Thursday, April 21, 2011

A Quiet Thing


"A Quiet Thing"
by Fred Ebb
from Flora the Red Menace (1965)

When it all comes true
Just the way you'd planned,
It's funny, but the bells don't ring -
It's a quiet thing ...

When you hold the world
In your trembling hand,
You'd think you'd hear a choir sing -
It's a quiet thing ...

There are no exploding fireworks.
Where's the roaring of the crowds?
Maybe it's the strange new atmosphere
Way up here among the clouds.

But I don't hear the drums
And I don't hear the band -
The sounds I'm told
Such moments bring.

Happiness comes in on tip-toe.
Well, what'd'ya know?
It's a quiet thing.
A very - quiet - thing...

A dual-purpose post today.  The first is to share the WONDERFUL lyrics of this song with you (if you're not already familiar with it ...).  Certainly one of my top ten favorite songs, it made its first appearance in John Kander and Fred Ebb's (Chicago, Cabaret) Broadway debut, Flora the Red Menace, and it was sung by a young Liza Minnelli, who was also making her first Broadway appearance.

The second, and more significant, meaning behind today's post is the key word of the song ...  I was watching the film Hereafter the night before last and it struck me just how QUIET it was.  The movie concerns three people who are all facing death and grief in very different ways ... a sensitive, moving, and introspective screenplay.  There are large portions of the film that have almost no dialogue as we follow each of the three protagonists in their personal struggles with loss.  It's a thoughtful, beautiful exploration of how we face death, and I HIGHLY recommend it if you haven't seen it.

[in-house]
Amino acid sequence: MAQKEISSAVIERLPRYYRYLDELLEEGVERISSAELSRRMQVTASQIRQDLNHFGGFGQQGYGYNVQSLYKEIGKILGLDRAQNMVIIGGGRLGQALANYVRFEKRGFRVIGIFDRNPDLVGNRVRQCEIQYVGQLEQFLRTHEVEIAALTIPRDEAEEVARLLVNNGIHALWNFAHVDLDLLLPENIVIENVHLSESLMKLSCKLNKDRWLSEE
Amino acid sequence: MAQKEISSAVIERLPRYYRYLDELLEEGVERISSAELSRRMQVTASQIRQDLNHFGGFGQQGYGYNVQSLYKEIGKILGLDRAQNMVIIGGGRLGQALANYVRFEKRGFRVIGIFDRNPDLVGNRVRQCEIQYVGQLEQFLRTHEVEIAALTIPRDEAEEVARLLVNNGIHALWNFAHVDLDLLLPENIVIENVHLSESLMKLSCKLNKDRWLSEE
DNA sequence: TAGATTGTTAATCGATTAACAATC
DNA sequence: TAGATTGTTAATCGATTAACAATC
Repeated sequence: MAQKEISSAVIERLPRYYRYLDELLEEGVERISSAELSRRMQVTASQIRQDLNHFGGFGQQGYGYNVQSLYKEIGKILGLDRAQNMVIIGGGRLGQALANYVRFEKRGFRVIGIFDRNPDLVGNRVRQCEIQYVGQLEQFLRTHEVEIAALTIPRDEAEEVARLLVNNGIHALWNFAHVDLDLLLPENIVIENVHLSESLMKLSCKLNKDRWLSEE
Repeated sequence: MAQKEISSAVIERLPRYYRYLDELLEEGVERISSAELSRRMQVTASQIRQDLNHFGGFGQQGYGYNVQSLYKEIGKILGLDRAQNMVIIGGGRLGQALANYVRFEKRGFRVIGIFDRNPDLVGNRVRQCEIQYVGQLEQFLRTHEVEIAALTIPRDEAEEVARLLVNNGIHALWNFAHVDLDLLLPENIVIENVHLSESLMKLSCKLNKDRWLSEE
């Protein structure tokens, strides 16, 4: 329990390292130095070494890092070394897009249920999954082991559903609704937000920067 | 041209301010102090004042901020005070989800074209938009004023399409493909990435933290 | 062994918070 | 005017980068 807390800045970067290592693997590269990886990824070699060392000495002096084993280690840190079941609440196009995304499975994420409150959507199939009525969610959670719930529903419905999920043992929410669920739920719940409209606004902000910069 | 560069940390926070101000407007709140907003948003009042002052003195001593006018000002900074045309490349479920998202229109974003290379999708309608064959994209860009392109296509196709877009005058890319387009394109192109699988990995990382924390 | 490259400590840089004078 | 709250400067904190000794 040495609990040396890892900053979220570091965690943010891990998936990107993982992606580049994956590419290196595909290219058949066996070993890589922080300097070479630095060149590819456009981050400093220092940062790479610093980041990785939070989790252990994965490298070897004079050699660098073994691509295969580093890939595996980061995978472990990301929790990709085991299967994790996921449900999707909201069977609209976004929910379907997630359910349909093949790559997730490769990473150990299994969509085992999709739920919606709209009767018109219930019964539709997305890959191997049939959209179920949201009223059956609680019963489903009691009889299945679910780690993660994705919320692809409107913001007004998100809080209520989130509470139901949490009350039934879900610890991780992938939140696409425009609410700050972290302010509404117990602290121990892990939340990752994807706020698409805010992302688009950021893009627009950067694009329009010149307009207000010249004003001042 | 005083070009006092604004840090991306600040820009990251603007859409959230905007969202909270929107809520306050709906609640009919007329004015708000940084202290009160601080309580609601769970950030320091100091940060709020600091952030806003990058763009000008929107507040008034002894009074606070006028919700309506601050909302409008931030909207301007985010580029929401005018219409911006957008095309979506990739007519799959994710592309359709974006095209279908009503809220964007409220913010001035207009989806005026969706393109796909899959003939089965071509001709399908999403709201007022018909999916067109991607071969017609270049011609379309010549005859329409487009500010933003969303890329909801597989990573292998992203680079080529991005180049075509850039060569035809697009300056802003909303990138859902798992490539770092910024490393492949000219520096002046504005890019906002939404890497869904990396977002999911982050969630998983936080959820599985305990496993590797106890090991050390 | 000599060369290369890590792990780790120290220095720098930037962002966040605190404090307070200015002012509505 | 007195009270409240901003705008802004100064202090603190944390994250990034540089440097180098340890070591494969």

As a director, performer, audience member, and writer, I am always drawn to the POWER of silence on stage, on film, and on the page.  I remember when I first read the script to Rabbit Hole (in which I recently performed) and was thrilled at all the "beats" and "pauses" that were written into the piece.  As a director, I am NEVER scared of adding those beats and pauses where necessary ... they are vital and, when well-placed, do not slow the pace of the work.  They enhance it.  To quote a famous English poet and author, Martin Tupper - "Well-timed silence hath more eloquence than speech."  AMEN.

Hmmm ... makes me wonder about writing an entire piece that doesn't have a single line of dialogue.  I've written an action-only scene as part of a playwriting exercise, but never a complete piece.  Might be worth the experiment ...

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